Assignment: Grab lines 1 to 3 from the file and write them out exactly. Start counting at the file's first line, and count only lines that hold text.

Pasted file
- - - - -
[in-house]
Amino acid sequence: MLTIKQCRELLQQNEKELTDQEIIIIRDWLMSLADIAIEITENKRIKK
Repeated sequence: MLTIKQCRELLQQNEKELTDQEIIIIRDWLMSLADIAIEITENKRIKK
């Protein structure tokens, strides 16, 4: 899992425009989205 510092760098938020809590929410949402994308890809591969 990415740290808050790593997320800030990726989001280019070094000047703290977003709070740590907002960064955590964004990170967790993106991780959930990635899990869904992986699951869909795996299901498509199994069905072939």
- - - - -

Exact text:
[in-house]
Amino acid sequence: MLTIKQCRELLQQNEKELTDQEIIIIRDWLMSLADIAIEITENKRIKK
Repeated sequence: MLTIKQCRELLQQNEKELTDQEIIIIRDWLMSLADIAIEITENKRIKK